All hail the algorithm: the seemingly alchemic codes underlying our every online move. While the conveniences they afford our modern lives are plentiful, the extent of their pitfalls remains murky. How to keep it in balance? We take a closer look at coming to terms with the intangible rules that are rewriting our realities, one click at a time.
Text by Anna Dorothea Ker /Image by Aaron Dawkins
Do you ever get the feeling your experience of reality is being controlled by powers out of your grasp? Not by the stars or the chemicals in your brain, but by a force that seems just as mystical, if not a little more technical: the algorithm. Whether we like it or not, the influence of algorithms over our lives is inescapable. Yet, while we unwittingly submit to the spells they cast, the power to demystify — if not decode — them lies in the minds of the curious and the critical.
Defined by the Oxford English Dictionary as “a process or set of rules to be followed in calculations or other problem-solving operations, especially by a computer,” 1 algorithms manifest in myriad forms across all sectors of society, from pioneering artificial intelligence to life-saving advancements in medicine. Of course, even those of us not intimately involved in the science, art, or business of creating them are captured in their all-encompassing embrace. And that embrace often feels warm, comforting, exhilarating even.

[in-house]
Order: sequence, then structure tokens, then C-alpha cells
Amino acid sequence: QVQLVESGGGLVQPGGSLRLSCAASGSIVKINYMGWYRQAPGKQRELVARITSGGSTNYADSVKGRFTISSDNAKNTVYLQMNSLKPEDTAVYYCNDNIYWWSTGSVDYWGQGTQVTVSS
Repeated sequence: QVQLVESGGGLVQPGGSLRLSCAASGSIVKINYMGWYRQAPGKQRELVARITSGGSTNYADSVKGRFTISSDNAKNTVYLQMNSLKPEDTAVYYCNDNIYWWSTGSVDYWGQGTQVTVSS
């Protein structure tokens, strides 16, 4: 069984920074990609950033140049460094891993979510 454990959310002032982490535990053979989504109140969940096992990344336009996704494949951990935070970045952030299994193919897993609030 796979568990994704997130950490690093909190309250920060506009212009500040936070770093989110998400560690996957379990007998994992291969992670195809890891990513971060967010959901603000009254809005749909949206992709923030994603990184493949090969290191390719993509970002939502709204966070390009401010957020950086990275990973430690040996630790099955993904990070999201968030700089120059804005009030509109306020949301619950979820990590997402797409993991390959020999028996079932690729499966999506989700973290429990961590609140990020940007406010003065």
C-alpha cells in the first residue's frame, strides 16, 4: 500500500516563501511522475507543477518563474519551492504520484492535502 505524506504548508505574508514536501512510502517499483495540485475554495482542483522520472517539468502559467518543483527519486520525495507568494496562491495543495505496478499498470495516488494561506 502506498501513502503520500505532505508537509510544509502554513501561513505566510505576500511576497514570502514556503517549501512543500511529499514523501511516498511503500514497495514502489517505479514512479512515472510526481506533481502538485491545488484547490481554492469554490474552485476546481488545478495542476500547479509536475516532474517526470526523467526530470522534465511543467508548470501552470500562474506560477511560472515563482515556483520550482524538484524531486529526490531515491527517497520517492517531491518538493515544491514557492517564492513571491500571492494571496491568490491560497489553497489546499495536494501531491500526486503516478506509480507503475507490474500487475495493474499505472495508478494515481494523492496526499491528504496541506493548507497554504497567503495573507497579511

After all, it’s hard to imagine living without the conveniences algorithms afford us. From Instagram’s “Explore” feature and Spotify’s “Discover Weekly” playlists to Amazon’s product recommendations — engineered through open-source software, collaborative filtering, natural language processing, and deep learning thanks to swathes of data — the platforms we give to and take from claim to know our preferences better than we do ourselves.
The benefits of algorithms’ ability to understand, correlate, respond to, and make suggestions based on our likes, interactions, and click patterns are manifold. Not only is a world’s worth of information at our fingertips, but we don’t have to move an inch to access it. Instead, it's being served up to us on personalised platters, saving us time and energy by collating our preferences and introducing us to new ideas. Friends. Friends of friends. Parties. Openings. Discounts. Songs. Images. Ideas. The discovery of the new — streamlined and pre-tailored — is a simple click, scroll, or double tap away.